A Comprehensive Guide to Merchant Cash Advances: Part 2

A merchant cash advance provides a business the cash it needs right now. The business will pay for the advance as the lender takes payments from future credit card receipts. The lender may take these payments each day or week based on an agreement for the plan. The advance can be worthwhile, but it might be expensive depending on what happens. 

A Sensible Agreement 

A merchant cash advance allows a business to borrow money that will be paid back through credit card payments. The business will establish a deal where the advance provider will take out a percentage of one’s credit card collected each week or day.

The agreement requires the business to review its profit margin and to see how much it is willing to spend to pay off the advance. But the deal also gives that company access to the funds it needs in less time.

What Makes This Different From a Loan?

The process is different from a business loan since that entails the business paying back a lump sum of money at regular intervals over an extended time period. But there are many other factors that make the advance different from a loan:

  • A cash advance isn’t as well-regulated as a loan, with that being more flexible over how the payments work. Anyone who applies for an advance will need to review the terms surrounding the agreement before moving forward.
  • Any business that accepts credit card payments can apply for an advance. It is easier for businesses with little to no credit to apply. Those who have had poor credit issues in the past can also qualify.
  • Merchant advances use factor rates that entail a charge involving a percentage of the total amount being advanced. The factor rate is different from the interest rate on a loan. While the factor rate can provide a more predictable look at how someone is billed for the advance, the total could still be significant and likely to interfere with your profit margin.
  • It is easier to get funds from an advance in less time than with a loan. An advance provider can decide on the work in hours and can get the money out to someone in a few days.
  • A cash advance does not require collateral. The advance is paid for through future credit card payments, ensuring no collateral is necessary.
  • Advances work with most credit card processors. A provider can check on a business’ processing setup to see what works and if it can manage collections. Some providers may require an entity to move towards another processor, although that is not as common.

The Factor Rate Consideration

As useful as a merchant cash advance can be, there are concerns over the factor rate for something. The factor rate is a decimal point that illustrates how much the business will pay for the cash advance.

The factor rate will vary by advance, but it can be anywhere from 1.1 to 1.5 in most situations. A business can multiply what it will get in the advance by the factor rate to see the total cost of using that advance.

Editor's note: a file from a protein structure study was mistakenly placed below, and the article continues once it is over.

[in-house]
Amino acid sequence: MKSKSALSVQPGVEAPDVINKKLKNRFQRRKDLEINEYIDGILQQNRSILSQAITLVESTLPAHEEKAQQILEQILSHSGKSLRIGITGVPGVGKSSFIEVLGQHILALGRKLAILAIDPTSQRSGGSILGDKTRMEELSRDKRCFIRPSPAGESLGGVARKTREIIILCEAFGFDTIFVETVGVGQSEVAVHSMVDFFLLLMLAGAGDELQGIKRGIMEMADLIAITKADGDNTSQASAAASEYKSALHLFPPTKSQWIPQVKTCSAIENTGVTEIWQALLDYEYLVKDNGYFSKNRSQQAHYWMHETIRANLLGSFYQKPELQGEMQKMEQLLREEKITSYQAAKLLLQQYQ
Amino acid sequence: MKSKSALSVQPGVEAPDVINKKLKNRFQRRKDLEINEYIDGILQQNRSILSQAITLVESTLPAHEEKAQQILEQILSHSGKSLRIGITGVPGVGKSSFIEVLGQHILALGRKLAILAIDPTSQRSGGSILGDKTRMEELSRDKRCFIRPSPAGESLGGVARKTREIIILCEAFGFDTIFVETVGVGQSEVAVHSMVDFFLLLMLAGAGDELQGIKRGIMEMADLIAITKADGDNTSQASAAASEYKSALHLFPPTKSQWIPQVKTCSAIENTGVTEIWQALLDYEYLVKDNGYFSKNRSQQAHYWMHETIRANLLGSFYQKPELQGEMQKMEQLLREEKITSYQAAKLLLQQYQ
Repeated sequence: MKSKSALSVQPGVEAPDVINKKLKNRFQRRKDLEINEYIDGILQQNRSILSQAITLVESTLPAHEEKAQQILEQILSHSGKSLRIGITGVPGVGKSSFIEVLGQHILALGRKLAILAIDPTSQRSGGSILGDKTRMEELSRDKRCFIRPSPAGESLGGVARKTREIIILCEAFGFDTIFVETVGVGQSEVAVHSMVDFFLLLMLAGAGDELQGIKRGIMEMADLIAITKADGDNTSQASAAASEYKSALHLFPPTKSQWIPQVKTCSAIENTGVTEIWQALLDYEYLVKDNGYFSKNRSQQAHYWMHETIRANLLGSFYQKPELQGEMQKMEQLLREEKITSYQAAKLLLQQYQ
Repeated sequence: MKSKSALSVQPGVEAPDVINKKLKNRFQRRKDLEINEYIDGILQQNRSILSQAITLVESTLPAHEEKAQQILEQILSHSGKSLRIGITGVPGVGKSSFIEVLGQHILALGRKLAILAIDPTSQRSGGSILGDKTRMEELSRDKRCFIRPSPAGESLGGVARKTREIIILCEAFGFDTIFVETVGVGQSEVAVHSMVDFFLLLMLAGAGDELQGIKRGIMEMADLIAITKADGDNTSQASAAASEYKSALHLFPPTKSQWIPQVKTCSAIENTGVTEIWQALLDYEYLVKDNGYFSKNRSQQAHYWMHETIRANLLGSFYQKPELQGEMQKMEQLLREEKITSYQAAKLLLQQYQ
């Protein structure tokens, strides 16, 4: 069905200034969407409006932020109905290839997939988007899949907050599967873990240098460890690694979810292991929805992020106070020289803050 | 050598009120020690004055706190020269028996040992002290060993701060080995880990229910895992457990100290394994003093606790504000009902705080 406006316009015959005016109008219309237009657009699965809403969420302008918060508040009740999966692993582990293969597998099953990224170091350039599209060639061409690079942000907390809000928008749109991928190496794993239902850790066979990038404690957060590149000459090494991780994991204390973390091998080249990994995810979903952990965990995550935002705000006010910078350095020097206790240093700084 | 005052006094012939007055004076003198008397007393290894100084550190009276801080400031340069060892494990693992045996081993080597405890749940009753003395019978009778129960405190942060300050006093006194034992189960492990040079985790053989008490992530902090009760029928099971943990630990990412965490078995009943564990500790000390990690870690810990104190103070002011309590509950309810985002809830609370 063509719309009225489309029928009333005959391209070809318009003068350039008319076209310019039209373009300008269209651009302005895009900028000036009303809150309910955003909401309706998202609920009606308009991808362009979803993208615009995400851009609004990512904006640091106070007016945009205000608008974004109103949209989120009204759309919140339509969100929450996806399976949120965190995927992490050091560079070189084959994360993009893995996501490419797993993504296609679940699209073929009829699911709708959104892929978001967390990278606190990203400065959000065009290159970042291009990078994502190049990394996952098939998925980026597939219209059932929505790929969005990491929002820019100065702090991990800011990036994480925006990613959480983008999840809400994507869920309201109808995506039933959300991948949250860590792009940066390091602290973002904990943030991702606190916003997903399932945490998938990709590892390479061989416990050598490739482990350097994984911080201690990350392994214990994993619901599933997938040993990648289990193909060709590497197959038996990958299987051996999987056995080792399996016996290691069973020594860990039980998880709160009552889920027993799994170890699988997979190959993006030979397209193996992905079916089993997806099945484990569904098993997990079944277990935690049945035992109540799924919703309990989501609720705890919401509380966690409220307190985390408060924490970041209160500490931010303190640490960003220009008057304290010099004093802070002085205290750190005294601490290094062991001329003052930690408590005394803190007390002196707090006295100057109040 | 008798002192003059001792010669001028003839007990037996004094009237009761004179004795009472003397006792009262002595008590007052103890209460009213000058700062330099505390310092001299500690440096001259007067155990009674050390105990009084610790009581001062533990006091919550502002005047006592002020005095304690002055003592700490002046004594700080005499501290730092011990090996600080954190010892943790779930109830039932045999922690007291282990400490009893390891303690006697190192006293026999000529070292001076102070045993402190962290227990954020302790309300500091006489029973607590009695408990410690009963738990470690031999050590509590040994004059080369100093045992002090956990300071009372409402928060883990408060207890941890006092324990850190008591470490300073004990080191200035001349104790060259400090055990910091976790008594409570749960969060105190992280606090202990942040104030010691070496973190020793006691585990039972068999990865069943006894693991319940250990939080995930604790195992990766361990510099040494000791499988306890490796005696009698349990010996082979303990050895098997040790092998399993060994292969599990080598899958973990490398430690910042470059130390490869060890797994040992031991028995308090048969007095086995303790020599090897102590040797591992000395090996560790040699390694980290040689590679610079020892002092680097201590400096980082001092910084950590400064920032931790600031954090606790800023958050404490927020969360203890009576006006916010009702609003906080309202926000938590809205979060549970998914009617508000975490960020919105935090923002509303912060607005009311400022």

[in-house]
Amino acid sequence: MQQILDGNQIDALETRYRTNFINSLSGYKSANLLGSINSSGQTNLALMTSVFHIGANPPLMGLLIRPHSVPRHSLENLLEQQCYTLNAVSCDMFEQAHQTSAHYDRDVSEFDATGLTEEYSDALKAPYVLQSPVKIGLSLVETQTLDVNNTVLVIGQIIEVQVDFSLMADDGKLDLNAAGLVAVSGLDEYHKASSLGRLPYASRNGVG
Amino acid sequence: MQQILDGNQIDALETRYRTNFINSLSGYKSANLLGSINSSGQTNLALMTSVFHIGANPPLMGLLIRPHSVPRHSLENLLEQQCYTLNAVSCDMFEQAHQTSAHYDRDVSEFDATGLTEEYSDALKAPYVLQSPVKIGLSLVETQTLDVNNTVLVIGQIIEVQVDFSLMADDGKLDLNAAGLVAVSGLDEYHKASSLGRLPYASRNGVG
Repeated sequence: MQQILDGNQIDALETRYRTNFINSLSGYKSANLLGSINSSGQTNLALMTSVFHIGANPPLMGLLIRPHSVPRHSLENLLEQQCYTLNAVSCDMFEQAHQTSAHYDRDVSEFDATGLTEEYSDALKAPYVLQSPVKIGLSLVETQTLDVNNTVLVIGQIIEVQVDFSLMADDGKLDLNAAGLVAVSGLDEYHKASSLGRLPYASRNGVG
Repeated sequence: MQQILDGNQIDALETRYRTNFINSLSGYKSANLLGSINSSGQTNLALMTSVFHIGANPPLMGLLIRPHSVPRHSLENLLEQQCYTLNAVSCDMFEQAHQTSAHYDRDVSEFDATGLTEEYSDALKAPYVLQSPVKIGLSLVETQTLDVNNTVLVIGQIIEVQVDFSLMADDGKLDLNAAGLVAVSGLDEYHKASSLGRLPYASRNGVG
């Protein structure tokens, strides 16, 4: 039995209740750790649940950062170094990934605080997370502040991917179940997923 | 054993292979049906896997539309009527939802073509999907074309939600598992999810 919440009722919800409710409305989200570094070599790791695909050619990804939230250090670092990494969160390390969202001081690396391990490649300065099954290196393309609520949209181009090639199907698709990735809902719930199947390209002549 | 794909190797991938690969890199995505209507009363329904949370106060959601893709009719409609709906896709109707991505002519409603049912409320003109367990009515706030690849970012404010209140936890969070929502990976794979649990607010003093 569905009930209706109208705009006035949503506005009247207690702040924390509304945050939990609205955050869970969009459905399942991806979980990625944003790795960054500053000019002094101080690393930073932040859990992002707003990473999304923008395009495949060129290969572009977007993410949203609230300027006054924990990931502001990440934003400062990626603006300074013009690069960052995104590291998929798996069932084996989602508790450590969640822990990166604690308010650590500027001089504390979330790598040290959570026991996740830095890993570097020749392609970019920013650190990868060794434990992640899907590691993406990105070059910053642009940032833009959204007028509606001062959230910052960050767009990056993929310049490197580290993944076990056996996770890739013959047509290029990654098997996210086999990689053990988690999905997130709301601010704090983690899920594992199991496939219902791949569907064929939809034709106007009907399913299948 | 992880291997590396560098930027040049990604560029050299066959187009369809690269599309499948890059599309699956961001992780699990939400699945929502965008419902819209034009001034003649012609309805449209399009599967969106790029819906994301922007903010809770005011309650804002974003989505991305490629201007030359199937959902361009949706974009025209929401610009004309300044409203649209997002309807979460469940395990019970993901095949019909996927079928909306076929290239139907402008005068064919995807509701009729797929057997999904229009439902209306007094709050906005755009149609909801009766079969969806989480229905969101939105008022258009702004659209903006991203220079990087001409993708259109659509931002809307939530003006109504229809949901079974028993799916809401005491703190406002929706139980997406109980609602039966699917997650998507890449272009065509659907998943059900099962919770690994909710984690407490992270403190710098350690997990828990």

For example, a business may ask for a $100,000 advance. The group will get a 1.35 factor rate. The rate states that the business must pay $135,000 in future credit card collections.

That advance doesn’t have a set target date for when someone can pay everything. While the advance will not incur additional interest, the simulated APR could still be high. For example, a business could get a $100,000 loan that will be paid off over a year with an APR of about 15%. That means the business would pay $115,000 over the life of that loan.

Going back to the earlier example, let’s say the business with the $100,000 advance with a 1.35 factor rate pays it off in a year. The simulated APR will be 35%. But if the business pays it off in six months, the APR will be even higher. The company is paying more money to access the funds at this point. But if it took two years to pay, the APR would be around 17.5%.

Any business looking to find funds for future needs should look at how long it would take for it to pay off the expense. There might be times when a traditional loan would be more effective than an advance, as it may not cost as much to utilize.

Are There Other Fees?

Merchant cash advances aren’t as likely to have other fees as loans. But some providers may charge extra for starting up the advance, managing the application, and maintaining the balance. A provider should offer direct info on what it can provide and what a customer can benefit from using the most when using an advance.

Are There Other Alternatives?

There are some additional alternatives to merchant cash advances to explore. These may not be as easy to apply and qualify for as an advance, but they might have lower fees for the client to use:

  • A business line of credit gives the business access to the funds one can draw upon as necessary. The business only pays interest on the funds the group uses.
  • A business credit card allows the company to pay for items it needs. It may include rewards like travel miles or cashback deals. The APR for a card will vary, plus some extra fees may work here.
  • Term loans can be short and may not require collateral. Anything that requires extra time to pay off or is more valuable may need collateral.

Merchant cash advances will be worth noting when looking at something of value when covering various expenses. These advances are effective and easy to find, but they can be expensive if not planned well enough. A business should check on what it needs from an advance and how much it can afford to spend each day or week to pay off the total before going forward with the deal.

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